The popular P3 Pilot Program that began on July 11, 2016 is scheduled to end on January 11, 2017, but has effectively ended for most technology centers.  Only Technology Center 1600 is still accepting Requests.  The remaining technology centers reached the maximum number of requests before the scheduled January 11, 2017 ending date, some long ago.  Other popular Pilot Programs of the USPTO, such as the After Final Consideration Pilot (AFCP) 2.0 program and the Pre-Appeal Brief Conference, have been extended numerous times in the past.  However, it appears the USPTO will let the “sun set” on the P3 Pilot Program, at least temporarily. In practice, the P3 Program results were mixed because many Examiners were not yet trained on the Program.   We note that the USPTO has conducted surveys of P3 program participants and invested in training for Examiners even after the P3 program ended in some of the technology centers.  This leads to optimism that the P3 program will be renewed in some form and/or extended.


The USPTO on July 11, 2016 began a new post-prosecution pilot program (“P3”). The pilot program will run until January 12, 2017, and is limited to 1600 total requests and 200 requests per technology center.

The P3 program is preferable to filing a Notice of Appeal and Request for Pre-Appeal Brief Conference in cases where no after-final claim amendments are presented.  The P3 program is also be preferable to filing an AFCP 2.0 Request in cases where after-final non-broadening claim amendments are presented unless, for example, the Examiner agrees in advance to consider such amendments.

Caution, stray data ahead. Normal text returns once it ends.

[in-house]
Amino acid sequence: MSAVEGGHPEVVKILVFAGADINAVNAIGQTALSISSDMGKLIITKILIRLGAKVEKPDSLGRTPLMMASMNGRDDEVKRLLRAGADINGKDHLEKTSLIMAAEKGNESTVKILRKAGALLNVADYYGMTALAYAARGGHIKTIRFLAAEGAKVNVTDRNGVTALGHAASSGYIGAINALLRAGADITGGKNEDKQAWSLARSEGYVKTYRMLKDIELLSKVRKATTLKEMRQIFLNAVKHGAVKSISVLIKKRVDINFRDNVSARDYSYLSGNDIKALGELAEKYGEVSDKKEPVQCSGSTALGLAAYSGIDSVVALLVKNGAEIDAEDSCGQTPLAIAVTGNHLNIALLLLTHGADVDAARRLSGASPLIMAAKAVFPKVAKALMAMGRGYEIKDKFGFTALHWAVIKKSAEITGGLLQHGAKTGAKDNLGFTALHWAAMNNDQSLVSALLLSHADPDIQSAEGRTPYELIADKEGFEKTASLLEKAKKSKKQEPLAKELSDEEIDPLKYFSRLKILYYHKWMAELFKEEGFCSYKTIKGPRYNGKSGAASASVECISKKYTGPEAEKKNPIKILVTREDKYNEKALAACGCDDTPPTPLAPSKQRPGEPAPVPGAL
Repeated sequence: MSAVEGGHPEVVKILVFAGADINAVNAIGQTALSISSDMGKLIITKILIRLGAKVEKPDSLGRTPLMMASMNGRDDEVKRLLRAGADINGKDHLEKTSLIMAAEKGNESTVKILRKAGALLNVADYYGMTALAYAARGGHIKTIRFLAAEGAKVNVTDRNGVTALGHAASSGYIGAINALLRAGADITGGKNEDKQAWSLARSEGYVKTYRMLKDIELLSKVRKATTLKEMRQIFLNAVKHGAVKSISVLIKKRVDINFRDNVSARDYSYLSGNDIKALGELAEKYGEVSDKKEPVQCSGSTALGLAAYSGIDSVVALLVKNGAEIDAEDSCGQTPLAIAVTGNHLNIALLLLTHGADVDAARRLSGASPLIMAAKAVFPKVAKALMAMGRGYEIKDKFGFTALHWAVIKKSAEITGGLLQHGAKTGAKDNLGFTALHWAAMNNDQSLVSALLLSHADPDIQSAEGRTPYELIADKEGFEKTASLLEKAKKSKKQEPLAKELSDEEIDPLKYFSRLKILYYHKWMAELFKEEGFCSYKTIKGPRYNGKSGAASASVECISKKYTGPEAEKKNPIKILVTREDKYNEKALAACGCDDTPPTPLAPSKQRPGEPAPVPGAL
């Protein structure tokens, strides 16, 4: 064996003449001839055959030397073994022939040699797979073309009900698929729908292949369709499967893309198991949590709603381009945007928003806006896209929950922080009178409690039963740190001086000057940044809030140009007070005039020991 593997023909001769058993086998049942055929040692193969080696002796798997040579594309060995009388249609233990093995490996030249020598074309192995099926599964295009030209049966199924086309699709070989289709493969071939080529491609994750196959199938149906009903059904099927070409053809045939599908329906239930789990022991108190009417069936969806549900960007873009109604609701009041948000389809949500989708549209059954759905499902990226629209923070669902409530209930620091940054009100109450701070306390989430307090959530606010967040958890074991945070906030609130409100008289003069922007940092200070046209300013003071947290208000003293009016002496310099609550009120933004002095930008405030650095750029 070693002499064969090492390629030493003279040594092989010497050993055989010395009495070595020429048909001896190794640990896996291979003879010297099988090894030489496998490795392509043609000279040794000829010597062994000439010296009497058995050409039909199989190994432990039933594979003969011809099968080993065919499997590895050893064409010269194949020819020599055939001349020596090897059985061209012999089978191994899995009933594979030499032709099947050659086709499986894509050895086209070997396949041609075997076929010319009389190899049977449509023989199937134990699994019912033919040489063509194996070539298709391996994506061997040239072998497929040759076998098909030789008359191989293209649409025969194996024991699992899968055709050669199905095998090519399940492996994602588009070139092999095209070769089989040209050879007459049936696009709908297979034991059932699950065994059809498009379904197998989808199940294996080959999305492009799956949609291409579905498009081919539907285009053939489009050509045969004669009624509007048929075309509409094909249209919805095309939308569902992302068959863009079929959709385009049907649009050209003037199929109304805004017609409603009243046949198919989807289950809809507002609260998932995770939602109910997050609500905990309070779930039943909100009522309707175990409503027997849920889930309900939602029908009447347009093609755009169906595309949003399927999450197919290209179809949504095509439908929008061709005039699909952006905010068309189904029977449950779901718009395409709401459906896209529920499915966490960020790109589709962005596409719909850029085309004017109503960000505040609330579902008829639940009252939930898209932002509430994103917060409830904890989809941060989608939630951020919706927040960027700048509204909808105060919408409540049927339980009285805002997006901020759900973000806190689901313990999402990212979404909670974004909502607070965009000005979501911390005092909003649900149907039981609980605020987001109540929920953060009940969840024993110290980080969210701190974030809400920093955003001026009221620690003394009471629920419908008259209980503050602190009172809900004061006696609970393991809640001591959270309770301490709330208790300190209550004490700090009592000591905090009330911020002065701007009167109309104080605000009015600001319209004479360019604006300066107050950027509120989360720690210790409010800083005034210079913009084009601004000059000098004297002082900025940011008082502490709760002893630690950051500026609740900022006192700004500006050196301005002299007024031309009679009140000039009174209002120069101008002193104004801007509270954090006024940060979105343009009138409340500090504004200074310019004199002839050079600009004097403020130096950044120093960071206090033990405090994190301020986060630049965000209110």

The P3 Request must be filed within two months from the mailing date of the final rejection and prior to filing a notice of appeal.  Applicant must not have previously filed an AFCP 2.0 Request or a Request for Pre-Appeal Brief Conference on the same rejection.   There is no fee required with the P3 Request.  Proposed non-broadening claim amendments are permitted, and the arguments are limited to 5 pages (which can be single spaced).  Applicant must also agree to participate (e.g., via their representative) in a conference with a panel of Examiners.  The conference can be conducted by telephone.

Once a P3 Request is made, no further response (e.g., claim amendments) is permitted unless the Examiner agrees that such a response would place the application in condition for allowance.  Therefore, if the application is not allowed by the P3 Request, Applicant would need to either appeal the claims in their unamended form, or file an RCE to have claim amendments entered.  This is more restrictive than AFCP 2.0 practice, which does not affirmatively restrict further amendments without an RCE.  However, in practice, if an Examiner does not enter the amendments filed with an AFCP 2.0 Request, the filing of an RCE is needed to further prosecution.